MAN, W.Va. — The proposed transfer of the Town of Man’s water and sewage facility to the Buffalo Creek Public Service District moved one step closer to happening on May 8.
Councilman John Fekete read a proposed ordinance that would allow the Buffalo Creek PSD to take ove the town’s water and sewer service at the Monday evening meeting. The reading was approved by the council.
The proposal comes following years of exorbitant bills from the Buffalo Creek PSD to treat rainwater that has been making its way into the PSD’s sewage collection meters. Last month the town received another monthly bill for $17,000 dollars, noted Mayor Jim Blevins at the April council meeting.
For some months the town had been in negotiations with the Thrasher Group, an engineering service company about a proposed three stage project that would have identified where the leaks were coming from, mapped out the towns degrading water lines and replace them. Some of the old lines are rusted away while others are made of Terra Cotta which has crumbled. An accurate map of the lines is not in existence as changes were made over the years without being mapped out.
However, as Councilman John Fekete noted the total cost for the project would have left the town hanging for a $7 million dollar price tag as it appeared that Man most likely would not receive any grant assistance from the state or federal government for the project and it would have meant the residents of Man would have been left holding the bag on a multi-million dollar loan to overhaul the water system.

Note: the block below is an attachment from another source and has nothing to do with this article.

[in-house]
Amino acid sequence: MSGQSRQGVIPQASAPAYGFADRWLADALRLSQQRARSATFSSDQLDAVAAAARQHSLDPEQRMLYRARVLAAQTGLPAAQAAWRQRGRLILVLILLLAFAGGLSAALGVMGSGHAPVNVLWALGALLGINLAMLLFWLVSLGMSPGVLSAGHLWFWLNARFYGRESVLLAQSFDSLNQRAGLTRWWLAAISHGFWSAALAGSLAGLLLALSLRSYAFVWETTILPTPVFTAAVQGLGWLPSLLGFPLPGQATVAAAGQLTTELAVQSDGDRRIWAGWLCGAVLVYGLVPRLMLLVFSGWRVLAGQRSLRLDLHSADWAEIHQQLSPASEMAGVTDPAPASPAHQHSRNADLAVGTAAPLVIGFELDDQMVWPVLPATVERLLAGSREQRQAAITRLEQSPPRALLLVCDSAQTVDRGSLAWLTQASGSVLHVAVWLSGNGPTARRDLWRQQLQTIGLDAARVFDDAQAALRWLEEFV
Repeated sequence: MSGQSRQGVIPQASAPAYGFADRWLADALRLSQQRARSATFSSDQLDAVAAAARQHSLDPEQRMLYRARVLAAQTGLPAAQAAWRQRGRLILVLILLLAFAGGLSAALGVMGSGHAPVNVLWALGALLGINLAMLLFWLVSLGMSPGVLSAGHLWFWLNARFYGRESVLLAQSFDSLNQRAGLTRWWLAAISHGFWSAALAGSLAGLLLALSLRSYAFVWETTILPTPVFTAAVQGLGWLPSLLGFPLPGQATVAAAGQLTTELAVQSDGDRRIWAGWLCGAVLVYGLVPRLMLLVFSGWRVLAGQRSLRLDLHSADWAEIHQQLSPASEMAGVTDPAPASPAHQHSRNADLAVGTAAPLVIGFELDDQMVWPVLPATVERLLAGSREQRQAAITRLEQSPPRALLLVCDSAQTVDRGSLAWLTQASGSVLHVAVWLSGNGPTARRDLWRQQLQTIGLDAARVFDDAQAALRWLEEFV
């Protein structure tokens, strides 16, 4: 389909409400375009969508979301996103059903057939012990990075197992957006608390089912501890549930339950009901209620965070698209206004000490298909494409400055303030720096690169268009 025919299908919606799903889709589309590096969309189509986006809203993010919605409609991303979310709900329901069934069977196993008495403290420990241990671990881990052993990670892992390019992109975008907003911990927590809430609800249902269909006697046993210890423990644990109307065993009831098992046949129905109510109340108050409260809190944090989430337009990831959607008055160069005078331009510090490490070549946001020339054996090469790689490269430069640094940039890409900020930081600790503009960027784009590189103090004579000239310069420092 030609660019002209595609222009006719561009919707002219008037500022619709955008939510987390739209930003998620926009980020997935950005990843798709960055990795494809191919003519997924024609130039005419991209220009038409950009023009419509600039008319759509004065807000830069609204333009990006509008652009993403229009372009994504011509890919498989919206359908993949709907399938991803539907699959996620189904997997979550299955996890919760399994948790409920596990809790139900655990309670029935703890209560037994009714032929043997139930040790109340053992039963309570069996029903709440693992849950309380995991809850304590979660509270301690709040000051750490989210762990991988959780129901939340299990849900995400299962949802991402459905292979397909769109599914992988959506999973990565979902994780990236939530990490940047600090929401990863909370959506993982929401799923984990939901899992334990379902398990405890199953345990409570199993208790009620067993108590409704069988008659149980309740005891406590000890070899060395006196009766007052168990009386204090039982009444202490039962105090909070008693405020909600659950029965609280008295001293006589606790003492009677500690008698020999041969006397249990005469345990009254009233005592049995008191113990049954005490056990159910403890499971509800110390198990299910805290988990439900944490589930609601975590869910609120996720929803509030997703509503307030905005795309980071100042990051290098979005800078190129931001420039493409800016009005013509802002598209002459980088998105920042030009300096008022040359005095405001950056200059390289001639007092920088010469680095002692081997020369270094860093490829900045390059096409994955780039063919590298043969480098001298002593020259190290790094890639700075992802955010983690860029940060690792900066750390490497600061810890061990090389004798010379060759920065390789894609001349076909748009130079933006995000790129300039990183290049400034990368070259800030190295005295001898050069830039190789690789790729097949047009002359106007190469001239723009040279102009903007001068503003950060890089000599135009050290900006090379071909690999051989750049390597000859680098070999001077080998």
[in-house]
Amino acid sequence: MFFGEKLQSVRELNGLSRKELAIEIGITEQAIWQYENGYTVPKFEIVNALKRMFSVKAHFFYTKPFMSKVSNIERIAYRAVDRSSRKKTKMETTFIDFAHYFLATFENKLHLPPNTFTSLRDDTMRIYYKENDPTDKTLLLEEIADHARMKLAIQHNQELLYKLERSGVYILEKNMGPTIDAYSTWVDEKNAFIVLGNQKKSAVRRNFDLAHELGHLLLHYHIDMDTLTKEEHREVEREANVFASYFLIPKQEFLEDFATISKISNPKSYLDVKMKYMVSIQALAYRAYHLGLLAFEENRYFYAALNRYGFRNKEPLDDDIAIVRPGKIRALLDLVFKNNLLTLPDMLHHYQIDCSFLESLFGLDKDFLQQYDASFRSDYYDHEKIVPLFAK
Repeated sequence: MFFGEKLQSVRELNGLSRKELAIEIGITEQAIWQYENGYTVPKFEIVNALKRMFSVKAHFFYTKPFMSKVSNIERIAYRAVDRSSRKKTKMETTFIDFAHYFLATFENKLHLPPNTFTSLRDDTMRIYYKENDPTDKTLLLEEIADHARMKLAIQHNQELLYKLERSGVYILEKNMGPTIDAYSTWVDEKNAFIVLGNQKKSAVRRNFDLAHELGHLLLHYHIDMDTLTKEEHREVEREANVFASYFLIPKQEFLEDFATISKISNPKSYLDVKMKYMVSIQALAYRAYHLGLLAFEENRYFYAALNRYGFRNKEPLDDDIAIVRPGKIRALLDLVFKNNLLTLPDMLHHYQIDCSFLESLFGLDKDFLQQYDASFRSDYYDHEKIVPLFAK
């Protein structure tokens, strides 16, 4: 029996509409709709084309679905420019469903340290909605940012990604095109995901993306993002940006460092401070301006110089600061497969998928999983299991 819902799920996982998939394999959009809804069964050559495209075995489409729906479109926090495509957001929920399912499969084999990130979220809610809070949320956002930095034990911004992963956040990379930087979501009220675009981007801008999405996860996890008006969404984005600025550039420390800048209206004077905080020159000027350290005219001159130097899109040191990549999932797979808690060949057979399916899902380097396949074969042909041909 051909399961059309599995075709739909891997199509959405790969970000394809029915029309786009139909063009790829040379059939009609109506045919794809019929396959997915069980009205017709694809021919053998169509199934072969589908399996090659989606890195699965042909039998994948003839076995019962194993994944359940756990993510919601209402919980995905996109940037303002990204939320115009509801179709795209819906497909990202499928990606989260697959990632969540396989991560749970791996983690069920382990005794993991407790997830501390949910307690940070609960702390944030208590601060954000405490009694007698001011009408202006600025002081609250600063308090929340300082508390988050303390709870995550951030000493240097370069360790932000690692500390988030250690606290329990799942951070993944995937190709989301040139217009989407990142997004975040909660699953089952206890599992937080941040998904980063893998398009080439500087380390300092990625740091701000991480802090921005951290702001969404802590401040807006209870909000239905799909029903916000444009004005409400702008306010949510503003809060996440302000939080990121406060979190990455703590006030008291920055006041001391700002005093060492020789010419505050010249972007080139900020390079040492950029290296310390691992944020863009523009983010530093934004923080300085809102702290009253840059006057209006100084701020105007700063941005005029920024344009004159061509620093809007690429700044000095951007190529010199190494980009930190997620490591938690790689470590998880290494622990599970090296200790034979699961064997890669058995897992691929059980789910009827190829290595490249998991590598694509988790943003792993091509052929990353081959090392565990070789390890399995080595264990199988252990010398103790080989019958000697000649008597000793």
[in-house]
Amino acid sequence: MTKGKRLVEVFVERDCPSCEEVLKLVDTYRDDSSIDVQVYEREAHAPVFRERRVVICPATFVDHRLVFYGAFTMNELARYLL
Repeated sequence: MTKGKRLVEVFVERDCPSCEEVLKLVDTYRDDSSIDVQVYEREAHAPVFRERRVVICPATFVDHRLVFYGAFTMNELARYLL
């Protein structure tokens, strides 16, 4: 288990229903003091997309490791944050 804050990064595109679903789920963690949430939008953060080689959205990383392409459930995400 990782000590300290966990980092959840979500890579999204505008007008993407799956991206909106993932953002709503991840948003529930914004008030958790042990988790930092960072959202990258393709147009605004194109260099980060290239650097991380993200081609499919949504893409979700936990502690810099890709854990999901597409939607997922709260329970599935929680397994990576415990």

To make matters worse, as Mayor Blevins pointed out, every month when the town had received a heavy amount of rainfall it got another massive bill from the PSD for treating rainwater in the sewage lines. Blevins noted that in a year’s time the bills could easily amount to $90,000. And each time it rained the bill climbed higher and higher.
There may be some work coming up on another long term problem. Longtime Councilman Roger Muncy said he would like to see the old Junior High building torn down and removed.
“I may have some good news there,” Mayor Blevins said. “The amount of $500,000 has been set aside to tear down the old Junior High building. That amount has been approved and it is in the bank. However that project has to wait until funding can be approved for another major project – a new, large scale apartment building that has been proposed.
Blevins said it would be a large scale project and that it would have 40 two bedroom units and 32 single bedroom units.
“This project will be really nice if it goes through,” Blevins said, noting he had shown the architectural designs to council members. Awaiting funding for that project is what is delaying the removal of the old school building.
J.D. Charles is a freelance writer for Civitas Media and a retired reporter for The Logan Banner. He can be reached by calling 304-752-6950.